Since its first introduction nearly 20 years ago [how time flies!] RPA has been widely promoted as an intuitive software platform that allows even average business users to establish automation without significant IT involvement. True, but only relatively so. It's actually more of an oversimplification, because it fails to reveal that RPA is not exactly plug-and-play. Especially if you want to play the big league. RPA is a team sport. The business side may drive the game, but unless the IT team helps advance the ball, it doesn't really work.
The business user will ask: What processes can and should be automated? Are these processes properly understood and well optimized? The IT decision-maker, on the other hand, will consider: Is the RPA software enterprise ready and industry standard? Is the software easily integratable with the existing applications and systems?
RPA initially emerged as a response to the frustration of business people in large organizations based on the (perceived) resistance of their IT colleagues toward pressing business-driven demands. In order to implement RPA, business users had to intimately understand the user story of a process at its lowest level, namely the working instructions and all its exceptions. With its relative ease of development and user-friendly interface (at least compared to traditional IT solutions, like BPMS or ERP), RPA tilted the balance of required knowledge towards process understanding much more than to IT. This meant, and continues to mean, RPA technology empowers business people to build automation in a matter of days, rather than weeks or months, and with less intervention needed from IT than with other software.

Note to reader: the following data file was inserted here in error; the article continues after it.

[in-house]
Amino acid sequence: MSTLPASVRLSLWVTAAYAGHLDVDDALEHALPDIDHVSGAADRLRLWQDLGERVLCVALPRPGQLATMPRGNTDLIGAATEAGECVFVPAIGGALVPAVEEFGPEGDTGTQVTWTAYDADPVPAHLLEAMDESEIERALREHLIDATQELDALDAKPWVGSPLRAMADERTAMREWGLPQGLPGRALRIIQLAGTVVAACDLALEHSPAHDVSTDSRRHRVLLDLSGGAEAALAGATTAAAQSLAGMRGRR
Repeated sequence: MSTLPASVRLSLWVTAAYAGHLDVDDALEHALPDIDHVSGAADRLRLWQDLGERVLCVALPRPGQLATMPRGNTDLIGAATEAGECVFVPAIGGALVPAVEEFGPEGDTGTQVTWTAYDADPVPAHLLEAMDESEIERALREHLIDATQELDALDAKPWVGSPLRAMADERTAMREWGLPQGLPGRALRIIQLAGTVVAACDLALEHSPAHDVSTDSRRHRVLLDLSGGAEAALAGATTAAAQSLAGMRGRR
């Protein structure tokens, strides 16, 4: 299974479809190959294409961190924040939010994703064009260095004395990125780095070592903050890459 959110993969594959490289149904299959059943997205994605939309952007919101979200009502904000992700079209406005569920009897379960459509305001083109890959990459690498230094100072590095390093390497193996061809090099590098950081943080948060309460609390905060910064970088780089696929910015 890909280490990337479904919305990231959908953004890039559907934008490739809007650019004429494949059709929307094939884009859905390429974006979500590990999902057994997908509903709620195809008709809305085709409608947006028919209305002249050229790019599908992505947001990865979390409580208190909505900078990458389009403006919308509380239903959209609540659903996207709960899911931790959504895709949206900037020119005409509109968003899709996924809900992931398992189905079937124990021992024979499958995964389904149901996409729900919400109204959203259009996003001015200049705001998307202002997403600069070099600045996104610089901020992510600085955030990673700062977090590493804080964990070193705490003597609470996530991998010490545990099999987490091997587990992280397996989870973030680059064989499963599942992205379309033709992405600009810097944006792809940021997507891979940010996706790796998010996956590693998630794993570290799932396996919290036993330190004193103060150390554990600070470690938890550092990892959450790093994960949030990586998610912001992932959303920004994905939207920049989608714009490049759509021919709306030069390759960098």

It’s easy to see how RPA implementation can impact business operations. And from an operational perspective, it’s also clear how the business side can contribute to the implementation. A company’s business operations teams tend to take a macro perspective on RPA by focusing on short- and long-term goals. They’ll carefully select optimized workflows for automation and closely monitor business analytics to ensure that process accuracy, cost reduction, and customer satisfaction benchmarks, for example, are met during implementation.
A company’s IT team, though, also brings a lot to the table: advanced technical knowledge of existing IT infrastructure, testing and maintenance capabilities, data security oversight, and more. Though they can contribute significantly to the RPA implementation process, many IT professionals seemingly manifest discomfort with the thought of RPA and are not typically the champions of the new technology within their companies. To them, RPA often seems too easy and suspicions arise that it could indeed be a non-invasive technology.
As a result of this IT-centered skepticism, “Why then involve IT if they’re not motivated or needed?” is often a consideration of the business side. However, as we’ll see in a moment, the more important question should really be: “Why not involve IT?”
Why not involve IT?
Accenture’s report "Getting Robots Right" argues the second biggest implementation mistake is thinking that RPA implementation can be done entirely from the operations side, without the involvement of the IT team.
"RPA is non-invasive (i.e. require no integration to legacy applications) and can be installed on any desktop. For these reasons, there is a tendency to think RPA does not need significant involvement from the enterprise technology team [...] But this is a mistake.”
What’s detrimental to the RPA implementation process is forgetting to involve IT, perhaps even more damaging than seeing RPA implementation entirely as an IT project. Both from a practical and strategic perspective, it is crucial to have the IT department on-board, for a number of reasons: